What is a Vinyasa ?
What is a Vinyasa ?
Most people associate a vinyasa with a slick move that people do to transition from one asana to the next; and one popularized by the ashtanga vinyasa system. Some of these moves are actually quite difficult, especially as we get older. The Vinyasa system was designed for children in their teens by T. Krishnamacharya and it was systematized by Pattabhi Jois and Srivatsa Ramaswami separately in their own ways. Srivatsa Ramaswami taught the system to Bharatanatyam dancers of Kalakshetra. The vinyasas developed by them added aesthetics to the sequence of asanas and gave it a flow-like continuity.
The meaning of the word Vinyasa.
The word 'Nyasa' means a step. The prefix "vi" in Sanskrit is used to emphasize distinction, just like the word Vishishta-advaita is used to represent qualified non-dualism. Therefore Vinyasa is not just an ordinary step but a special, distinctive step.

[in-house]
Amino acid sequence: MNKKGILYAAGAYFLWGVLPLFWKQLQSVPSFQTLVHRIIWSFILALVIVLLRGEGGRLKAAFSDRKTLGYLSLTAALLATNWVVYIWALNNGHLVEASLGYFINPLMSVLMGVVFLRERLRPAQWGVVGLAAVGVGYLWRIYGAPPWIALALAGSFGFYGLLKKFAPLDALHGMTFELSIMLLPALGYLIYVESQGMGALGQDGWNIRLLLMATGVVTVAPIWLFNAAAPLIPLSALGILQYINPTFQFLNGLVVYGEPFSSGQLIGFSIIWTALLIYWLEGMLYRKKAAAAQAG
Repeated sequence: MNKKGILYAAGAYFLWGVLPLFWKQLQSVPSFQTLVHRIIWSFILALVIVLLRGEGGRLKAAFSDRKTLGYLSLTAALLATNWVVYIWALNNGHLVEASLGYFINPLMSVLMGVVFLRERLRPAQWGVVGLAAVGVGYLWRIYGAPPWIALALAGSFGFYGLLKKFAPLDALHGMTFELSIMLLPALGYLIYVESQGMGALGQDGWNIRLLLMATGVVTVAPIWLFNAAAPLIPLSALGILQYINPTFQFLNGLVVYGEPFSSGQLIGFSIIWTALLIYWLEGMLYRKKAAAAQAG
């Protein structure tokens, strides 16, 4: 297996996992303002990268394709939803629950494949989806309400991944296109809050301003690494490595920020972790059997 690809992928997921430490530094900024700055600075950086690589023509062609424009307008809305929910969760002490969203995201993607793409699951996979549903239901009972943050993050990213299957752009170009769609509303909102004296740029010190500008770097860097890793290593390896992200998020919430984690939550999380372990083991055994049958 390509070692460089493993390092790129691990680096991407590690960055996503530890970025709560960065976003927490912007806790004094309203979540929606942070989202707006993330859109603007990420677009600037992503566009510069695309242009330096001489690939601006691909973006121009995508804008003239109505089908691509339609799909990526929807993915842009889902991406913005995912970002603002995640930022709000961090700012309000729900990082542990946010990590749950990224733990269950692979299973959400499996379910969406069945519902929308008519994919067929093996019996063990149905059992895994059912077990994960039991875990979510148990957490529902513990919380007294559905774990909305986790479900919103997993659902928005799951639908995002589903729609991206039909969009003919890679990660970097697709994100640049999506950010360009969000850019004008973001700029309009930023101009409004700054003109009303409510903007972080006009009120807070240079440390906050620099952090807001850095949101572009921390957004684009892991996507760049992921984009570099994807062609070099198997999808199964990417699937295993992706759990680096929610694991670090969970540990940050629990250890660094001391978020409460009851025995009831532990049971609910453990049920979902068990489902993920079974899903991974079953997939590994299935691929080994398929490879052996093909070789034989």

What is this special step ?
The Vinyasa refers to the steps of Dharana, Dhyana and Samadhi in the Yoga Sutras. Patanjali says "Tasya Bhumishu Viniyogah" i.e. Meditation has to be deployed in steps. These three steps, which together Patanjali calls "Samyama", are Dharana (focus, the 1st step), Dhyana (continued and easy focus, the second step) and Samadhi (meditative absorption, the final step).
Patanjali says that one cannot directly jump to Samadhi but has to go through focus on an object which then becomes an effortless focus on the same object, and finally causes one to melt into the object of focus, thus losing distinction between the self and the object. This last state, where there is meditative absorption with the object of focus is what gives a lot of superpowers that are outlined by Patanjali in the chapter on the Vibhutis. Depending on the object of focus, the vibhutis (super powers) obtained are different. More details on these superpowers can be found on the recordings and slides on the Siddhis.